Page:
Leeches enjoy quiet, sun-warmed ponds with plant debris on the bottom, and, just when you thought it was safe to go back into the water, a healthy leech habitat may support as many as 7,000 leeches per square meter (so it’s a good thing we don’t use the metric system here) (one source says that if you don’t like having leeches in your pond, get rid of the frogs). Leeches can travel along on the underside of the surface film, like upside-down inchworms, hanging on to that sticky, top layer of water molecules with both front and rear suckers; they can move the same way over the pond’s floor, and they are graceful, undulating swimmers. Leeches that live in ephemeral ponds survive the dry periods down in the mud, dormant, and overwintering leeches in permanent waters do the same.

They are hermaphroditic (having characteristics of both genders). Each individual has both eggs and sperm, and they fertilize each other. Some species leave a sac/cocoon of eggs in a damp area; others carry the sac around on their ventral (underneath) side until the eggs hatch, whereupon the babies eat the egg sac before swimming away. One family of leeches exhibits parental care, shielding the eggs with their bodies, circulating the water to keep bacteria and fungus spores from settling on them, and then carrying the little suckers (affectionate term) to their first meal. In any case, the youngsters look and act like dear old Mom/Dad.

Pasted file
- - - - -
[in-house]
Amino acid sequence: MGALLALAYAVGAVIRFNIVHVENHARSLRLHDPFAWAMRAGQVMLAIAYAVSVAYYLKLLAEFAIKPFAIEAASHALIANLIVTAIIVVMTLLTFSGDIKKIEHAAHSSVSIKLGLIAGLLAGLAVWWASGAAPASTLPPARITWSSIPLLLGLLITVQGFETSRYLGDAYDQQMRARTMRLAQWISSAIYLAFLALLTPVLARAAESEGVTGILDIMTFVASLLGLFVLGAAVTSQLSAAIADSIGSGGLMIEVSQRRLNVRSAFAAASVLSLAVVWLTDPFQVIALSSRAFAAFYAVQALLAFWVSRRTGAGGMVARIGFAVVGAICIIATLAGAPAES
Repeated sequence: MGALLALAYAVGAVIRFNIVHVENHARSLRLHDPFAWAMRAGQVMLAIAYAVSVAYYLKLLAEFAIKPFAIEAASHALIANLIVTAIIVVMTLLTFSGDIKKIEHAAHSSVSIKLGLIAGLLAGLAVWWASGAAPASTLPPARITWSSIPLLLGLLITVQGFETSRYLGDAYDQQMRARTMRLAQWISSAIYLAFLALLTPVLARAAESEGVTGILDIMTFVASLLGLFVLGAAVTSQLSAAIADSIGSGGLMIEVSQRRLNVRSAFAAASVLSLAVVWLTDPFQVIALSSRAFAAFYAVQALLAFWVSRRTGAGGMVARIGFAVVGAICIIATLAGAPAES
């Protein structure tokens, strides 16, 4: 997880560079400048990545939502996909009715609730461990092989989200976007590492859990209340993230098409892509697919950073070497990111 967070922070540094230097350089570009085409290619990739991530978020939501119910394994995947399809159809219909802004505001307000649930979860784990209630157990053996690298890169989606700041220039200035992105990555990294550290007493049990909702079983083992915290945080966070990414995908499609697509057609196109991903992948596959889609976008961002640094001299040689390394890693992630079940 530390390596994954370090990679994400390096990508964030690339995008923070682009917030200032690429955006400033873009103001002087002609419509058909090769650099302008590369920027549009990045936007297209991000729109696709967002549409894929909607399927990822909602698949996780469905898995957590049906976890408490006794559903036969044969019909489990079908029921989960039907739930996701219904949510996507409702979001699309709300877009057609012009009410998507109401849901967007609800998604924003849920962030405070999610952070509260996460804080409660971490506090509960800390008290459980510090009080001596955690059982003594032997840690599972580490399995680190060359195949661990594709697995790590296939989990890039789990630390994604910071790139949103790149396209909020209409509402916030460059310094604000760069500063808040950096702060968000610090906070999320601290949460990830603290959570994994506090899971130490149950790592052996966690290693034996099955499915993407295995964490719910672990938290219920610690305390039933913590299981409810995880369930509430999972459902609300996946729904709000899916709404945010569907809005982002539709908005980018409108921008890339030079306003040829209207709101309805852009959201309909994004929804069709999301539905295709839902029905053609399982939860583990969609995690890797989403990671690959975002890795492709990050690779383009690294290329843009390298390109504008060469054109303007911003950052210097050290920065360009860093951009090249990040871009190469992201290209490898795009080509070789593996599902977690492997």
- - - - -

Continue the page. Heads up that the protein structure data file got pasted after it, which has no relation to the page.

And, just when you decided never to go into the water, turns out that there are terrestrial leeches, too! Most are tropical and on the other side of the globe. Most. But, in an article in The American Naturalist called “An American Terrestrial Leech,” written in 1890, author S. A. Forbes reports on Semiscolex (now Haemopis) terrestris, a terrestrial leech that eats earthworms and snails (the BugLady is not making this up) and is found in moist soil as far as a half-mile from water in central Illinois. A related leech was found in Michigan and Connecticut.

The plot thickened when a third member of the genus was discovered in New Jersey about 10 years ago. At nearly a foot long, it weighs in as one of North America’s largest leeches. After nearly running it over with the lawn mower, its discoverers brought the leech into the house, put it in an aquarium, and contacted a leech expert at Rutgers. Read all about it on the NJ.com and a M.S. Thesis from Rutgers University entitled “A new species of Haemopis (Annelida: hirudinea)“. Terrestrial leeches can be found from the Great Plains to the Great Lakes to the Gulf shores to the Atlantic.